A new prefab prototype on a Scottish island demonstrates a smart—and superlocal—approach to building in far-flung locations.
The Isle of Skye is a remote sprawl of rock, covered in heather and pocked with dark lochs, off the western coast of Scotland. It is rain-scoured, lashed by wind, and jaw-droppingly scenic. “It’s a beautiful part of the world,” says architect Alan Dickson of the Skye-based firm Rural Design. “The downside of that beauty is that land is expensive and very difficult for young people to afford, so they’re leaving the island.” In 2010, Dickson and local builder James MacQueen came up with a solution: a small timber-frame prefab design called the R.House, which can be constructed quickly and tucked onto less expensive lots that don’t appeal to well-heeled holiday homeowners. “We proved to local authorities that not every house had to be a white palace,” Dickson says. “Instead, little houses like ours can fill the gaps.”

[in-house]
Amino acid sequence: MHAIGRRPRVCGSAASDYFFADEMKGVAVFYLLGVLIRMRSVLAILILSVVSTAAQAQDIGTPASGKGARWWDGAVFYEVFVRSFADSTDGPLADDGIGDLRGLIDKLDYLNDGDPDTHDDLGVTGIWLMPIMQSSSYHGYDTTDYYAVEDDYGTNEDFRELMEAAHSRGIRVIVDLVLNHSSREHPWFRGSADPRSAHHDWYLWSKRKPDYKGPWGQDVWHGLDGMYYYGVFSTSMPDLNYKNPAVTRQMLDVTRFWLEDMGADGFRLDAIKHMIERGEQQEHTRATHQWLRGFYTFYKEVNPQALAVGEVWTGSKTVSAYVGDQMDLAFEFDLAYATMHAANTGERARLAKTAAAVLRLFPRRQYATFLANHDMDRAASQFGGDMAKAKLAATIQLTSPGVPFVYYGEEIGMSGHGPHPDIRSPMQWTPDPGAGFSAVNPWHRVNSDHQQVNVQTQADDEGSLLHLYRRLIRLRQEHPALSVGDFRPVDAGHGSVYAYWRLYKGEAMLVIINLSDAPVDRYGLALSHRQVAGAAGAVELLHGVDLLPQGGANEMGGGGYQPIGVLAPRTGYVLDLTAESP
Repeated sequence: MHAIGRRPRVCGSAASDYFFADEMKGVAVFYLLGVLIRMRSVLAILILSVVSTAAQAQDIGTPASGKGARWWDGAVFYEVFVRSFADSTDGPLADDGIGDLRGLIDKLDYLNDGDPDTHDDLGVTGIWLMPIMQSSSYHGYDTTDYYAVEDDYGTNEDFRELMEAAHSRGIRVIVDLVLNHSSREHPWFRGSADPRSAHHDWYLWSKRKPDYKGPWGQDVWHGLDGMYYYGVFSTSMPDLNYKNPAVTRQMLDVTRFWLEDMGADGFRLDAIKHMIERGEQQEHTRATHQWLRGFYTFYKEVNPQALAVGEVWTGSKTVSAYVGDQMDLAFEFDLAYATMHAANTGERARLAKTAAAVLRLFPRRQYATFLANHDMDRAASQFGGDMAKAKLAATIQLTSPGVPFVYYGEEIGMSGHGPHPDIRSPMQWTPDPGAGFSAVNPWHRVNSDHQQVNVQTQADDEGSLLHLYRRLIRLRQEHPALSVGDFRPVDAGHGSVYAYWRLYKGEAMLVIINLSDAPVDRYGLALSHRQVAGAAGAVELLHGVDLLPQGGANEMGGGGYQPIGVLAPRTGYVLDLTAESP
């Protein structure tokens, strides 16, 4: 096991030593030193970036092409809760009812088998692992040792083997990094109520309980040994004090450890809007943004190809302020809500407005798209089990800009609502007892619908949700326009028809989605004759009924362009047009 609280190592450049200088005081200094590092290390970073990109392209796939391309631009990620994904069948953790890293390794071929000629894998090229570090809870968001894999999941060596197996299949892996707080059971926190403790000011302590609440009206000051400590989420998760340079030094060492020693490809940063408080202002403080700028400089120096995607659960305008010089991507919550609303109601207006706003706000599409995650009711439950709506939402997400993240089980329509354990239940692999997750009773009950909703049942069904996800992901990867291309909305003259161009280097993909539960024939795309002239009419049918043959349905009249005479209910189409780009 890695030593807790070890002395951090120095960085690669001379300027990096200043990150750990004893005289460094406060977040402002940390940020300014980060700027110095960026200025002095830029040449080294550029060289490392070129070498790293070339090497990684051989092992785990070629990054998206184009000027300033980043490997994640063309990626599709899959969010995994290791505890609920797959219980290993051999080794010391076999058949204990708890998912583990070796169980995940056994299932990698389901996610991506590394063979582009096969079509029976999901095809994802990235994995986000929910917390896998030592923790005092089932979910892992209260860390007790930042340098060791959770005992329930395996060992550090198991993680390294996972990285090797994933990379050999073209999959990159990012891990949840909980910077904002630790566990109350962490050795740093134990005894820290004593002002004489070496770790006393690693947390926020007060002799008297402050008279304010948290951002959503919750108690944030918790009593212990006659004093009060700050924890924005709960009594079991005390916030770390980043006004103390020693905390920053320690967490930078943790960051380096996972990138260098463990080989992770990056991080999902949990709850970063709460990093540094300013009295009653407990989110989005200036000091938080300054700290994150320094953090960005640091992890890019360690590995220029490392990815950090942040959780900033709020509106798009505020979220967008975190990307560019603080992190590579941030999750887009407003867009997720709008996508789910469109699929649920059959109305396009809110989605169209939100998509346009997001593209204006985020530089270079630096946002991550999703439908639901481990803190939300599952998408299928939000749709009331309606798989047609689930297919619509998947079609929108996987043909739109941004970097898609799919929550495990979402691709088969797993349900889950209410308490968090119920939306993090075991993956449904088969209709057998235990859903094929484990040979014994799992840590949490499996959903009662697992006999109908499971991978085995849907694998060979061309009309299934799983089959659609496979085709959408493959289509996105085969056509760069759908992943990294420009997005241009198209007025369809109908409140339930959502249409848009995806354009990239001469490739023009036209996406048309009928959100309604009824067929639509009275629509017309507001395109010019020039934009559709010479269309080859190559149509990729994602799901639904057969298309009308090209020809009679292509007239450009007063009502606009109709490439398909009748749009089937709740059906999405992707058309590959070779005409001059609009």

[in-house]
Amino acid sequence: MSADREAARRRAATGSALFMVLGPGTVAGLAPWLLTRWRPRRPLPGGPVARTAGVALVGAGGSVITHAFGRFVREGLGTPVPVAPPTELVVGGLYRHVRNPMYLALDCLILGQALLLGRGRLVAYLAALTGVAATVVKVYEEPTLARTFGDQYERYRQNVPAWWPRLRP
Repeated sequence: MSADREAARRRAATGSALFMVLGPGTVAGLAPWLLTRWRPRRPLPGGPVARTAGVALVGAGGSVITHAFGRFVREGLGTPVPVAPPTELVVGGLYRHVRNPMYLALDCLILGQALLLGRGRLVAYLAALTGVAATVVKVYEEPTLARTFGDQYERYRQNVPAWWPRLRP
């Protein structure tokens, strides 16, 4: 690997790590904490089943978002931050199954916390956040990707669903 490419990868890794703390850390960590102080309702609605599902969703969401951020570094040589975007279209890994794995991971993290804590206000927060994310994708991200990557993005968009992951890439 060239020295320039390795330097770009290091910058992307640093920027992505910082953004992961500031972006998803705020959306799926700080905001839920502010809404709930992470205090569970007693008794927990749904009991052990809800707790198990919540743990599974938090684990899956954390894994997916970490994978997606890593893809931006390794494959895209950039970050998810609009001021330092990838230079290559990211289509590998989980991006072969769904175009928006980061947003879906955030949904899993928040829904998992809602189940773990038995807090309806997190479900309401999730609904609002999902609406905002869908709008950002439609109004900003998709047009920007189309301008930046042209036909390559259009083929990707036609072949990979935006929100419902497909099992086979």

The houses, evoking the simple agrarian barns and outbuildings of the Highlands, are mostly made from materials sourced in northern Scotland. That, Dickson said, was critical to the project, because he wanted to keep jobs and money circulating in the region’s economy. “It’s local prefab,” he says. Roughly 70 percent of the components of each house are built inside a large shed on the island, which protects the builders from the elements. The wood-clad exteriors are then constructed on-site in as little as a day. “For six months of the year, the weather is really quite dreadful here, and trying to build in a 100-mile-an-hour gale doesn’t help,” Dickson says. “The biggest benefit of prefab is that we can build inside, faster.”